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Evaluating the Relationship between Instrument Cluster Design, User Preference, and Driving Behavior among Demographic Groups
ISSN: 2574-0741, e-ISSN: 2574-075X
Published October 29, 2020 by SAE International in United States
Citation: Weiss, B., Jia, B., Kim, S., and Escobar, C., "Evaluating the Relationship between Instrument Cluster Design, User Preference, and Driving Behavior among Demographic Groups," SAE Intl. J CAV 3(3):217-232, 2020, https://doi.org/10.4271/12-03-03-0017.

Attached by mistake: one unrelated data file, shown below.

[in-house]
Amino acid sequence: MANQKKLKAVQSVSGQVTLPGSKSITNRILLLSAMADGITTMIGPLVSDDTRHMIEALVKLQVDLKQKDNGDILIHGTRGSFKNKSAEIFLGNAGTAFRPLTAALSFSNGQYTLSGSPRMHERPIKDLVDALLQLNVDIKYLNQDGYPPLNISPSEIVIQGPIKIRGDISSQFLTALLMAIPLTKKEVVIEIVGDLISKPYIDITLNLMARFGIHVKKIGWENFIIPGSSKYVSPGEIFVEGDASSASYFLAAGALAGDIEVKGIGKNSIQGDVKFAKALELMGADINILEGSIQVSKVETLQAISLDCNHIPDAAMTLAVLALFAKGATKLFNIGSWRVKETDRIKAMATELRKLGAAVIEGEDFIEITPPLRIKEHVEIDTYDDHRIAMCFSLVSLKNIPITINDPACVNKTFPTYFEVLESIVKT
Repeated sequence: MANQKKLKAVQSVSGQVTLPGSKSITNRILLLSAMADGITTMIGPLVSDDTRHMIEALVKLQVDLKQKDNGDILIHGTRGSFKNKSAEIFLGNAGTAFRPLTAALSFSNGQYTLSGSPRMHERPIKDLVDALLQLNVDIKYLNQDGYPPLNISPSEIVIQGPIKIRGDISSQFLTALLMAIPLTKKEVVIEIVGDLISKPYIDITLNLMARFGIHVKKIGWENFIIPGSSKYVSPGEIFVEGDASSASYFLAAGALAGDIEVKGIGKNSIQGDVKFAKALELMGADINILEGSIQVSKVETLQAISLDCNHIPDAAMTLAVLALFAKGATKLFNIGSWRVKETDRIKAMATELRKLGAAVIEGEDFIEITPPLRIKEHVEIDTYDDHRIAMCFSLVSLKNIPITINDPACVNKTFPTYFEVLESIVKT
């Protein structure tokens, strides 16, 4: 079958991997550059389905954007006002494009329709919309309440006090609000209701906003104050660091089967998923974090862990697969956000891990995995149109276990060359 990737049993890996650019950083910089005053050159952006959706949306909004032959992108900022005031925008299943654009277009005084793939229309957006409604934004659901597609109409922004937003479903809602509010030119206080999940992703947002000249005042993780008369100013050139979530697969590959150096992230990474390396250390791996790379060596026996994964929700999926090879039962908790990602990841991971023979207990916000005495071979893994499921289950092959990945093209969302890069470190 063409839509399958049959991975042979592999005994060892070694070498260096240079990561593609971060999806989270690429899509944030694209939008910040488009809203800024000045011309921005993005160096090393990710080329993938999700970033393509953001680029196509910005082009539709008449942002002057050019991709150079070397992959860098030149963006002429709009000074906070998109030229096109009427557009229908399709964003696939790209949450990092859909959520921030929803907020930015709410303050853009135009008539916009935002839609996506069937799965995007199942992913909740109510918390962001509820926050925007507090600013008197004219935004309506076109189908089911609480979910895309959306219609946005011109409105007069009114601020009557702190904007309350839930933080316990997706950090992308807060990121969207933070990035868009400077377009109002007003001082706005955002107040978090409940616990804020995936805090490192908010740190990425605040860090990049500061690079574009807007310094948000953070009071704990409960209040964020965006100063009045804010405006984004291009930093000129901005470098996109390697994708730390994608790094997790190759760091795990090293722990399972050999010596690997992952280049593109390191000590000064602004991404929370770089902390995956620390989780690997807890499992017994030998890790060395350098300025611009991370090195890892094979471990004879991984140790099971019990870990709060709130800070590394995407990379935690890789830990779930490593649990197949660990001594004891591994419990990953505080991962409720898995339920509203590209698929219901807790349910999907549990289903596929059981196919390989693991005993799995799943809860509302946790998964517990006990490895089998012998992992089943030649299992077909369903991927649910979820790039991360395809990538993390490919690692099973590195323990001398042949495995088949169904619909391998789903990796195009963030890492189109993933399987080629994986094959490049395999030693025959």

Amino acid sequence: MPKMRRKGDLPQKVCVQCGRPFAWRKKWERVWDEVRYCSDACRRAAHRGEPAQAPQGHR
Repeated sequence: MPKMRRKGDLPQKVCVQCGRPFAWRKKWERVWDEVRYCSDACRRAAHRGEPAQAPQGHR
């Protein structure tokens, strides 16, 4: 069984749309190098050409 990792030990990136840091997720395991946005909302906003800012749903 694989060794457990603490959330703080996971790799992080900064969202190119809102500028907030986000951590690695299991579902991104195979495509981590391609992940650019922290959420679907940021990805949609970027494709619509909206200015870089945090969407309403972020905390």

Contemporary research has found differences between demographic groups in their stated instrument cluster component design preferences. For instance, elderly drivers prefer large icons and textual displays of information, while younger drivers preferred gauges to display information. The purpose of this study was to evaluate whether instrument clusters, designed for specific demographic groups, would facilitate safe driving behavior and solicit higher evaluation scores in their targeted demographics. Fifty participants, consisting of 30 elderly and 20 younger drivers (gender-balanced), completed a series of tasks to retrieve information from the instrument cluster while driving a high-fidelity simulator. Participants’ driving behavior, response time, subjective ratings, and a semi-structured post-experimental interview on different cluster designs were collected to evaluate each instrument cluster design. Driving performance was measured using lane deviation, average speed, and deviation in speed. Analysis of variance (ANOVA) was used to analyze the data collected from this study, and post hoc analysis was used to evaluate significant differences between levels in main effects where appropriate. Results indicated support for universal design standards for instrument clusters: All drivers drove slower and had fewer deviations in speed while using instrument cluster designs with specific design components, such as printed speed when compared to driving behavior exhibited by participants using instrument clusters without those design components. Results also indicated that participants did not rate the instrument cluster designs that solicited safer behavior higher than those designs that did not. Automotive companies can use the results of this study when evaluating the feasibility of configurable instrument clusters.